Motherhood is never easy. Doing it while trying to juggle a career in the music business ramps up the degree of difficulty substantially, but Jen Chapin has been doing just fine raising two boys with her husband and bandmate Stephan Crump while still putting out quality albums that those in her situation and outside of it can relate to.
“There are lots of working mothers out there and people make it happen in all different kinds of ways,” said Chapin, who will be supporting her 2013 release Reckoning with a show at Rockwood Music Hall in NYC tonight.
It’s one of several gigs throughout the summer in which Chapin’s trio (which includes Crump and Jamie Fox) hits the road while she also keeps close tabs on eight-year-old Maceo and four-year-old Van with the aid of her mom and friends for those extended trips from home. It’s not ideal, but the family manages, even if the boys aren’t exactly jumping over each other to find out the latest song mom has written.
“Like most, they’re only so interested in my life and what I do,” she laughs. “They’ve been to a lot of shows, but mostly they’re interested in Legos.”
As the daughter of the late great singer-songwriter Harry Chapin, Jen can relate to what her children are going through. To her, Harry was dad, not a famous musician.
“I was before the age of being truly self-conscious about being cool or cool music, and in the end, we just wanted more of him and wanted to share less of him because he was out so much,” said Chapin. “So it was a totally different thing. If anything, I worry about times when my kids have seen us play to half-filled rooms because they’re going to think ‘my mother’s got to step it up.’ (Laughs) But whatever a kid is growing up with, that’s their normal.”
And Chapin and Crump have done everything in their power to keep life as normal as possible for their kids. As for filling rooms, Chapin shouldn’t have any problem doing that on this upcoming tour, as Reckoning is as strong as anything she’s ever released, filled with plenty of stark truths wrapped around the singing that has always been her calling card and what got her on this path in the first place. So no, it wasn’t a desire to follow in the family business, but to make her own way.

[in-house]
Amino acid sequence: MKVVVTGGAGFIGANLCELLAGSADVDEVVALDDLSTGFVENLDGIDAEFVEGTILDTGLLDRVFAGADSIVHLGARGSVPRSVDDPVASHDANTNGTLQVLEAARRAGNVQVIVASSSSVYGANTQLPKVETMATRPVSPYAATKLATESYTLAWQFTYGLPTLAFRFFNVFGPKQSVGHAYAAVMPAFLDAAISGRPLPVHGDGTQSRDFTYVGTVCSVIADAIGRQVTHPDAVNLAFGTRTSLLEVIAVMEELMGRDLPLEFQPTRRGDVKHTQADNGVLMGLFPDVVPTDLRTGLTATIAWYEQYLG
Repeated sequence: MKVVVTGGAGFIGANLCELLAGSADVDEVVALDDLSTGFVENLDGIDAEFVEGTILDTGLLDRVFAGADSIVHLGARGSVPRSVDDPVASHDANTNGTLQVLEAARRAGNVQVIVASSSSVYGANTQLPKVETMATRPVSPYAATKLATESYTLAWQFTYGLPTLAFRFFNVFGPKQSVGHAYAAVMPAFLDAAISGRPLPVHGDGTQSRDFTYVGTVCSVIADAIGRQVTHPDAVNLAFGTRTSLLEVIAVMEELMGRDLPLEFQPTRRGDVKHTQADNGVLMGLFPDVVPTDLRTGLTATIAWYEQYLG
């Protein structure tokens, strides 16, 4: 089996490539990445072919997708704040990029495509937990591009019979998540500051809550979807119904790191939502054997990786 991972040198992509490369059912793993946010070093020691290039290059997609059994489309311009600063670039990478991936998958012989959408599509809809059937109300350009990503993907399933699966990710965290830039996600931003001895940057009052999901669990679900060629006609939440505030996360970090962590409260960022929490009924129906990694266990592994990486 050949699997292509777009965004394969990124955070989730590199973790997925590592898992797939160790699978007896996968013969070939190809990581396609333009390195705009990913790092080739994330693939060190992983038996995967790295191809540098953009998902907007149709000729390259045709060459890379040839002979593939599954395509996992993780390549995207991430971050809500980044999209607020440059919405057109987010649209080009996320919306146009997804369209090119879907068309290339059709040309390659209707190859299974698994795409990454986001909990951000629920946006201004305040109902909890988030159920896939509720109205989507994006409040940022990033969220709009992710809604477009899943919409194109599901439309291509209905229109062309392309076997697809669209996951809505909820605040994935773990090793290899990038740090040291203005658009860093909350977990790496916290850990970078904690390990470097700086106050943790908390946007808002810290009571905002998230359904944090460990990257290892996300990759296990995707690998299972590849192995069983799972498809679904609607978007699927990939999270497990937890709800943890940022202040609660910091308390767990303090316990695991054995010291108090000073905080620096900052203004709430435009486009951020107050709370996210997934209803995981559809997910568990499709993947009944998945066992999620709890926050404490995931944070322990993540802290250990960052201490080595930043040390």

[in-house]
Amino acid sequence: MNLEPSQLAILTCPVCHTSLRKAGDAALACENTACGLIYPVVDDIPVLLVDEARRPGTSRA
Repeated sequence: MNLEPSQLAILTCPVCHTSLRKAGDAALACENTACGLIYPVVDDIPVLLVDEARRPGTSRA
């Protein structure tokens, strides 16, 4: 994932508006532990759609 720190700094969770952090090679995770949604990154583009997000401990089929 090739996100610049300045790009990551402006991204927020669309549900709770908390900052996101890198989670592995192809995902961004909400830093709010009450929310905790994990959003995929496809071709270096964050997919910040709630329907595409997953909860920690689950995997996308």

“My dad died when I was ten, and while I had a very rich experience of him as my father and I have a lot of strong memories, I was a shy little girl who liked to read books about horses and draw pictures,” she said. “I liked to sing, but I was not leaning toward that life at all.”
Yet as Chapin hit her teen years, music hit her right back.
“Like everybody, it’s adolescence where your hormones just open up your music receptors,” she laughs. “Especially with rock music, and I’m the first generation where hip hop was hitting. “Rapper’s Delight” was when I was 12 or 13, and I did what teenagers in Long Island and most suburban places did: I listened to Led Zeppelin and Pink Floyd and Jimi Hendrix, and then I started getting into soul music and a little bit later into jazz, and I realized that I really love music so much.”
Doing it as a career wasn’t necessarily where she was heading though. She taught for a spell and considered picking up a Masters degree in teaching, and also thought she would end up working for a non-profit or social justice organization. But music always kept knocking on the door. And eventually, she answered.
“I didn’t write my first song until I was 22,” she said. “My father was this incredibly prolific songwriter who in some ways was a songwriter and a storyteller above all, and that was the craft he was most dedicated to. But for me, singing came first and I sang all through junior high and high school. I loved to sing, and I started to love to perform, and it basically came around to ‘oh, I need to write some songs just for me to have something to sing, where I can make my mark and have an identity in music that’s not just doing Aretha Franklin covers.’ I didn’t want to be compared to anything; I wanted to be an individual. I had the regular teenage insecurity and angst, but I wasn’t locked in my room writing songs in those years. It was later, and it was a matter of will. I just needed to have something to sing.”
Seven full-length albums have followed, with critical and popular acclaim tagging along for the ride. Of course, it’s not at Katy Perry levels when it comes to album sales, but Chapin isn’t about to go down that slippery slope in order to reach the masses.
“Some people really know the formula, but I would have to sacrifice so much time and soul to try and chase that idea of pop songs that are guaranteed hits, and there’s still no sense that I would find it,” she said. “So I could dedicate a serious energy to finding the formula or hooking up with other people, but then there are a lot of people trying to do just that, and I think I would want to kill myself pretty quickly. (Laughs) And even if I did write a song that I was sure about, I would have to spend such an immense amount of energy – besides creating the song - in the hustle. I already spend more than enough time in my own little hustle of selling the songs that I truly believe in, which are true to me and meaningful to me. So to create something that feels like a product and then have to spend double that time marketing that product, it doesn’t really stick out as an option.”
You have to respect Chapin for staying true to her art for art’s sake. That’s not the usual path in this business, but often when you do that, the full venues and over the top record sales ultimately come, and you haven’t sold your soul in the process. When it comes down to it, that may be the best lesson to teach your kids.
Jen Chapin plays Rockwood Music Hall in New York City tonight, May 20. For tickets, click here